"Smoking Cessation Induces Profound Changes in the Composition of the Intestinal Microbiota in Humans", PLoS ONE, August 29, 2013

Canada Allows Kellogg’s To Fortify More Cereals With Vitamin D

Health Canada has given Kellogg’s Canada permission to fortify its line of breakfast cereals with vitamin D, known as the “sunshine vitamin”. The company began adding the vitamin to some of its cereals last year, driven mainly by scientific reports of increased vitamin D deficiencies and the broader “functional food” trend. The Canadian government has been careful to allow fortification of some foods – especially milk and margarine – to reduce deficiencies, but not others for fear of overconsumption of the vitamin. Kellogg says the government’s decision to allow vitamin D fortification in more cereals is part of a three-year study to see if adding the vitamin to more foods “would benefit Canadians”.

"Kellogg given OK to add ‘Sunshine Vitamin’ to cereal", Toronto Star, August 24, 2013

Research, Studies, Advice  

Caloric Restriction Seems To Improve Chances Of Cancer Survival

Studies have shown a relationship between excess caloric intake and the onset of cancer, but a new French study shows that restricting caloric intake may improve the body’s response to cancer treatment. The study in mice proved that reducing caloric intake inhibited the overexpression of the protein Mcl-1, which is associated with several cancers. The researchers said that understanding the link between metabolism and the body's natural cancer suppressors and activators could lead to more effective therapies and improved survival for cancer patients.

"Caloric restriction modulates Mcl-1 expression and sensitizes lymphomas to BH3 mimetic in mice", Blood, September 07, 2013

Vitamin D Deficiency Is A Global Problem

A German review of studies that reported on patterns of vitamin D status at the population level globally found that more than a third of the studies reviewed reported mean serum vitamin D levels that are considered inadequate by world health authorities. They also found that vitamin D values were higher in North America than in Europe or the Middle-East and there were age-related differences for the Asia-Pacific and Middle East regions, but not elsewhere. Vitamin D deficiencies have a potentially serious impact on health, particularly on bone and muscle health.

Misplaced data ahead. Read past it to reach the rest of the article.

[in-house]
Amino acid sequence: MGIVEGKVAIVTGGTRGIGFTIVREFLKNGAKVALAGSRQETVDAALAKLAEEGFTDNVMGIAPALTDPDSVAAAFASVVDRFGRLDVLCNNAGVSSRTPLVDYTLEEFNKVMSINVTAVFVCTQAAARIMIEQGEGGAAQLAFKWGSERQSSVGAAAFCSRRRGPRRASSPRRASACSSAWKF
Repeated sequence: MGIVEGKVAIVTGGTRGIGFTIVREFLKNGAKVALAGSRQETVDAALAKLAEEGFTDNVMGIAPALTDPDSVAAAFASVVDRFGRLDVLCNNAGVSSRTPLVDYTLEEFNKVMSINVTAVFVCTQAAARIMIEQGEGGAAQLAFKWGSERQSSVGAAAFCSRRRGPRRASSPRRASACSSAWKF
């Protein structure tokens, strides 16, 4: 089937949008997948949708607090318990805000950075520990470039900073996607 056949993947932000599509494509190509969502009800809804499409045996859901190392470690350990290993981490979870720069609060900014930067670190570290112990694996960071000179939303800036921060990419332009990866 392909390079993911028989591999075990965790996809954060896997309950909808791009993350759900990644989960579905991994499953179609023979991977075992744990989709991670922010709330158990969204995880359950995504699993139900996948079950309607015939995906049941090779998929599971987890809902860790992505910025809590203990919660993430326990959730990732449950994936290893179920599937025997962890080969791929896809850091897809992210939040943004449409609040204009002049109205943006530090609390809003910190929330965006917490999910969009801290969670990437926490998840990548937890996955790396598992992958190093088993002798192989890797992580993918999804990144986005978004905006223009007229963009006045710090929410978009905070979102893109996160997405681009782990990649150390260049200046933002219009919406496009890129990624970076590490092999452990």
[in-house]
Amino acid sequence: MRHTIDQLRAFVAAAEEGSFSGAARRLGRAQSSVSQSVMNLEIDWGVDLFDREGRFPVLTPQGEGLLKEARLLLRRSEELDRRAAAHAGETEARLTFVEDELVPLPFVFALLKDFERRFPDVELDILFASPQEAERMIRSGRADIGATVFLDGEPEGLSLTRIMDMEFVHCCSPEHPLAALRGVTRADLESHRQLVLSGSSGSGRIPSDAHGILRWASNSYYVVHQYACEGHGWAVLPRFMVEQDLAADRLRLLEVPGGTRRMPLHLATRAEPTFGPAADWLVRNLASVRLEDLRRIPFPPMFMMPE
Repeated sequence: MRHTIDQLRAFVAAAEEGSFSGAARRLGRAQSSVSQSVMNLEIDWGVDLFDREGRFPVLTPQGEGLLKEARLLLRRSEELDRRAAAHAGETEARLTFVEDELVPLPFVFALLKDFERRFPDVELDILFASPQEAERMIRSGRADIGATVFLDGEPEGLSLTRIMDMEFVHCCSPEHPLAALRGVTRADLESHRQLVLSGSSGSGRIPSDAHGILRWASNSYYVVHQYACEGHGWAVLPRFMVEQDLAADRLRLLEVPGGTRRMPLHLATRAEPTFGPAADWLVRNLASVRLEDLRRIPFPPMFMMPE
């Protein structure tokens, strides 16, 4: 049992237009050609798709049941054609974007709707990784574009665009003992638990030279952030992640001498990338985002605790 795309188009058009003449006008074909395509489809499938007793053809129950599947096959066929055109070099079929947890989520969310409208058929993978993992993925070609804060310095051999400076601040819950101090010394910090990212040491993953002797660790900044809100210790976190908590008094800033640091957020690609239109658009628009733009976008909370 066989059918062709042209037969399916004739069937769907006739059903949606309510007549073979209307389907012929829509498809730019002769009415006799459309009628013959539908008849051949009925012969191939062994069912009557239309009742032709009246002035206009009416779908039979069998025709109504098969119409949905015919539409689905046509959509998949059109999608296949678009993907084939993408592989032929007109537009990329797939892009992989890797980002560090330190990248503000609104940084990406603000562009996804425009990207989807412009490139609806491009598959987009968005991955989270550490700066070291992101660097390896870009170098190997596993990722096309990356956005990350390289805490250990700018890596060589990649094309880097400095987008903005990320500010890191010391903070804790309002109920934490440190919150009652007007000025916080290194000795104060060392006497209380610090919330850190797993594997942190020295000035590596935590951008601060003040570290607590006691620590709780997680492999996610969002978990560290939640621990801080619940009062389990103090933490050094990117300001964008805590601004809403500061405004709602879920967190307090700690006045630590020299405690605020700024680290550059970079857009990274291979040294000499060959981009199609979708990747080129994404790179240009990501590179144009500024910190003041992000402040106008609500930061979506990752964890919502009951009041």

"A systematic review of vitamin D status in populations worldwide", British Journal of Nutrition, September 04, 2013

Study Finds Improved Mental Health Among Women Who Gained Weight Over Time

German researchers report that female participants in a study of the relationship between body weight and health-related quality of life actually experienced improved mental well-being when they gained weight, despite deterioration of physical health. Data for the study were collected over seven years from 3,000 men and women. The researchers said their findings indicate the complexity of the relationship between body weight and physical and mental health. But understanding the relationship is important for developing medically effective and cost-effective strategies to prevent and manage obesity.

"The longitudinal association between weight change and health-related quality of life", International Journal of Public Health, September 03, 2013

Small Changes At The Molecular Level Have A Big Impact On How The Body Uses Flavonoids

British researchers studying dietary molecules produced by plants have found that even very small modifications to flavonoids can have a large effect on bioactivity and the human immune system. Using a newly developed assay system involving human cells, the researchers showed that the way in which a flavonoid scaffold was arranged significantly affected the production of inflammatory mediators stimulated by microbes. The research has important implications for diet and in the development of new pharmaceuticals from plant natural products, the researchers said.

"Regiospecific Methylation of a Dietary Flavonoid Scaffold Selectively Enhances IL-1 Production following Toll-like Receptor 2 Stimulation in THP-1 Monocytes", Journal of Biological Chemistry, August 30, 2013